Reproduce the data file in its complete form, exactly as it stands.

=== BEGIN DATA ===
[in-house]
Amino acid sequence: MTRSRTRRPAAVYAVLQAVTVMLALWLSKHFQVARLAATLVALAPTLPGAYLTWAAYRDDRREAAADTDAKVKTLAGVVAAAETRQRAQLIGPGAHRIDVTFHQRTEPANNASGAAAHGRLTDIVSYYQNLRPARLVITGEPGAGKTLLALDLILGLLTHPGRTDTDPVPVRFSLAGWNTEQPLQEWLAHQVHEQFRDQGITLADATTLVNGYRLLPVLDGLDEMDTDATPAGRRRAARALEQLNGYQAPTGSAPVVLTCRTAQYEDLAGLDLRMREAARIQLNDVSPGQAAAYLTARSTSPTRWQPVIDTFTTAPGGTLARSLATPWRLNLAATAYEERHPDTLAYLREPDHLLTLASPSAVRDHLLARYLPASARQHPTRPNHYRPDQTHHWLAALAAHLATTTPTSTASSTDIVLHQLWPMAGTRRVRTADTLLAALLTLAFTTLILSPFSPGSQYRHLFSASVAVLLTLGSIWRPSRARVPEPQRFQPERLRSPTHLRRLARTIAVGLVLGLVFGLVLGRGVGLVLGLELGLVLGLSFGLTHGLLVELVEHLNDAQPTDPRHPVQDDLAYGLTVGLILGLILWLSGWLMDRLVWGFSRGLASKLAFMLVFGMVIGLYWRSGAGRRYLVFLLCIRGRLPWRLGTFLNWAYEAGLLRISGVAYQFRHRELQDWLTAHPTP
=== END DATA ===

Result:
[in-house]
Amino acid sequence: MTRSRTRRPAAVYAVLQAVTVMLALWLSKHFQVARLAATLVALAPTLPGAYLTWAAYRDDRREAAADTDAKVKTLAGVVAAAETRQRAQLIGPGAHRIDVTFHQRTEPANNASGAAAHGRLTDIVSYYQNLRPARLVITGEPGAGKTLLALDLILGLLTHPGRTDTDPVPVRFSLAGWNTEQPLQEWLAHQVHEQFRDQGITLADATTLVNGYRLLPVLDGLDEMDTDATPAGRRRAARALEQLNGYQAPTGSAPVVLTCRTAQYEDLAGLDLRMREAARIQLNDVSPGQAAAYLTARSTSPTRWQPVIDTFTTAPGGTLARSLATPWRLNLAATAYEERHPDTLAYLREPDHLLTLASPSAVRDHLLARYLPASARQHPTRPNHYRPDQTHHWLAALAAHLATTTPTSTASSTDIVLHQLWPMAGTRRVRTADTLLAALLTLAFTTLILSPFSPGSQYRHLFSASVAVLLTLGSIWRPSRARVPEPQRFQPERLRSPTHLRRLARTIAVGLVLGLVFGLVLGRGVGLVLGLELGLVLGLSFGLTHGLLVELVEHLNDAQPTDPRHPVQDDLAYGLTVGLILGLILWLSGWLMDRLVWGFSRGLASKLAFMLVFGMVIGLYWRSGAGRRYLVFLLCIRGRLPWRLGTFLNWAYEAGLLRISGVAYQFRHRELQDWLTAHPTP